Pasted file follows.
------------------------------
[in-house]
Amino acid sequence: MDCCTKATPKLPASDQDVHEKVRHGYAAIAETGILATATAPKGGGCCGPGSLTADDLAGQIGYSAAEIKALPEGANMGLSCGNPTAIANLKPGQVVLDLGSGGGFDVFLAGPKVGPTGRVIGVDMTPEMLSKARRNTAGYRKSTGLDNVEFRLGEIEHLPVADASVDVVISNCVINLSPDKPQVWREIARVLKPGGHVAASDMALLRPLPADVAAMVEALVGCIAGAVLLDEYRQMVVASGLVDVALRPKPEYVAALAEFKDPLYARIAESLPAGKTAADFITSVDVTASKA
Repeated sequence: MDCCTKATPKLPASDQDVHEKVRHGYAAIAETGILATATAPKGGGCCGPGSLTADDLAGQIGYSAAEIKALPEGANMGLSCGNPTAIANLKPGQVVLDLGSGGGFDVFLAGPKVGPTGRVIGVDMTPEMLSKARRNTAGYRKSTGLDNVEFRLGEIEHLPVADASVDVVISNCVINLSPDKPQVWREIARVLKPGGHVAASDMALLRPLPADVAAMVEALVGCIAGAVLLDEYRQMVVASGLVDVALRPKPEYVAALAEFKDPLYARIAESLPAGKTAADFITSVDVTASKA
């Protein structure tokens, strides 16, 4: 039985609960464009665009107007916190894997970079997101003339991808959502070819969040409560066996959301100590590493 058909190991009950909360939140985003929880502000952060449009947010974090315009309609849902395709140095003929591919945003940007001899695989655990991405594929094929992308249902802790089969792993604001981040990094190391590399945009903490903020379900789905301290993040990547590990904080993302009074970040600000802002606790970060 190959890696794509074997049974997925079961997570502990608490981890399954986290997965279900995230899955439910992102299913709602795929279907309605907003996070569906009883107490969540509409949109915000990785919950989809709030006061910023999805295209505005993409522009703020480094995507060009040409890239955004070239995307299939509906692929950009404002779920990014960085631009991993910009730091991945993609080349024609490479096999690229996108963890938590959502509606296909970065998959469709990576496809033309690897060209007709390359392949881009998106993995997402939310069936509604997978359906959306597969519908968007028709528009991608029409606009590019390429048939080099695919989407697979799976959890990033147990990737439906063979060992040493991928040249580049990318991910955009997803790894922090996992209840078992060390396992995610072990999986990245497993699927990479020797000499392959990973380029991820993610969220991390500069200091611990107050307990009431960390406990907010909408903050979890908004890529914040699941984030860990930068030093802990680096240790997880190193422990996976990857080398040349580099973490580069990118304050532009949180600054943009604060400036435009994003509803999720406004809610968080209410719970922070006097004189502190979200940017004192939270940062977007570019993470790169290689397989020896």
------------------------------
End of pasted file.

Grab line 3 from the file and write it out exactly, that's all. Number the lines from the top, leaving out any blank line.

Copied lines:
Repeated sequence: MDCCTKATPKLPASDQDVHEKVRHGYAAIAETGILATATAPKGGGCCGPGSLTADDLAGQIGYSAAEIKALPEGANMGLSCGNPTAIANLKPGQVVLDLGSGGGFDVFLAGPKVGPTGRVIGVDMTPEMLSKARRNTAGYRKSTGLDNVEFRLGEIEHLPVADASVDVVISNCVINLSPDKPQVWREIARVLKPGGHVAASDMALLRPLPADVAAMVEALVGCIAGAVLLDEYRQMVVASGLVDVALRPKPEYVAALAEFKDPLYARIAESLPAGKTAADFITSVDVTASKA